Indiana Bill Would Make it Harder to Close Coal Plants

If the bill passes, Indiana would become the third in the U.S. to pass a law aimed at combating market forces that make renewables and natural gas cheaper than coal.

Jan 29, 2020
Nipsco Power Station in Michigan City, Indiana. Credit: Universal Images Group/Getty Images

The Michigan City Generating Station in Indiana, owned by the utility NIPSCO, is a coal-fired power plant that is set to close. A proposal in the state legislature would place new barriers before companies that want to close coal-fired plants. Credit: Universal Images Group/Getty Images

A proposed law in Indiana would make it harder for utilities to close coal plants, the latest effort by coal-heavy states to beat back the market forces making coal-fired power more expensive than wind, solar and natural gas.

Indiana is vital for the coal industry, with a history of coal mining and power plants that burn more coal than in any state other than Texas. At the same time, several Indiana utilities have announced plans to close coal plants ahead of schedule, saying they are responding to a market in which there are less expensive alternatives.

An Indiana House committee voted last week to recommend the bill to the full House.

"It's casting a shadow of uncertainty over Indiana's energy transition," said Ben Inskeep, the Indiana-based senior analyst for EQ Research, a clean energy consulting firm.

The bill doesn't say it's designed to apply only to coal plants, but it sets out criteria that would mean that coal plants are the only ones covered under the law.

Utilities would need to follow new rules for giving notice of plans to close or sell the plants, and state regulators would need to conduct a review to make sure the plans are in the public interest. Another part of the bill says it is in the public interest for Indiana to have a mix of power plants that provide "reliability, availability, fuel security and diversity"—some of the same terms the coal industry uses to argue for why its plants should stay open.

The measure also would make some plants more profitable for utilities, saying that eligible plants can earn an extra one percent profit over the level currently allowed.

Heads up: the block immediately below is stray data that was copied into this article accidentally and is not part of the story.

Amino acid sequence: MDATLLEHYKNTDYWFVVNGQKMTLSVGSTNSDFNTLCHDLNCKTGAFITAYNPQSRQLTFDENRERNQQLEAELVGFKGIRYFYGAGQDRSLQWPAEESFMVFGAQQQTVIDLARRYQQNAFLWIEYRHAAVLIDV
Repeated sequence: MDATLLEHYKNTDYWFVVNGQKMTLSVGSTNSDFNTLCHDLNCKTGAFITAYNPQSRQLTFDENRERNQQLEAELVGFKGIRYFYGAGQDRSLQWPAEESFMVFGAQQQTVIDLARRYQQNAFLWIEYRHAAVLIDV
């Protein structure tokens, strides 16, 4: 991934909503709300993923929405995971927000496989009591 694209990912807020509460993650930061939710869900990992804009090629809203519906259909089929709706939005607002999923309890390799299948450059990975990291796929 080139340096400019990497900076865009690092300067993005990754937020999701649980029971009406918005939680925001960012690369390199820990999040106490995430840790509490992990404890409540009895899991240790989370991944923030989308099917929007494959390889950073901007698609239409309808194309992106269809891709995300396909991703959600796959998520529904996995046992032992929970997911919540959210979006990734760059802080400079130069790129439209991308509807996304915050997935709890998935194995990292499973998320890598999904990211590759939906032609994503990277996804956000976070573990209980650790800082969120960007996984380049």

The rules would stay in place until July 2021, allowing time for a state commission to complete a study of the state's energy system and recommend proposals for the 2021 legislative session. The commission is co-chaired by Rep. Ed Soliday, a Republican who also is the lead sponsor of the coal-plant bill.

During last week's hearing, Soliday said the bill is meant to pause the rapid changes in the way Indiana utilities generate electricity while the task force continues to work.

"It is not a bill to make coal last until a second coming," he said.

The bill would lead to higher utility bills, because utilities would be more likely to extend the lives of expensive coal plants, on top of the additional profit they would be allowed to earn. Those costs would be passed on to consumers.

"It's confusing that there's enough political will to literally force consumers to pay more for their power than they otherwise would," said Mark Dyson, principal in the electricity practice at the Rocky Mountain Institute, a nonprofit research group that promotes clean energy. "It kind of boggles the mind."

If Owners Put Coal Plants Up for Sale, Will Anyone Buy?

If the bill becomes law, Indiana would be the third state since the beginning of 2019 to pass a law that subsidizes coal plants or tries to slow down plans to close the plants. 

Is this a trend? If so, it is a small one. But analysts say the legislation can best be understood as a response to the much larger trend of coal's eroding competitiveness, which is happening despite efforts by the Trump administration to help the industry by rolling back regulations.

In Wyoming, Gov. Mark Gordon signed a bill last year requiring owners of coal-fired power plants to explore selling the plants before closing them. Since then, the utility Pacificorp has announced a plan to close two coal plants in the state, a process that will provide the first test of how the law will work in practice.

The big problem with the law from the coal industry's perspective is that there may not be a buyer.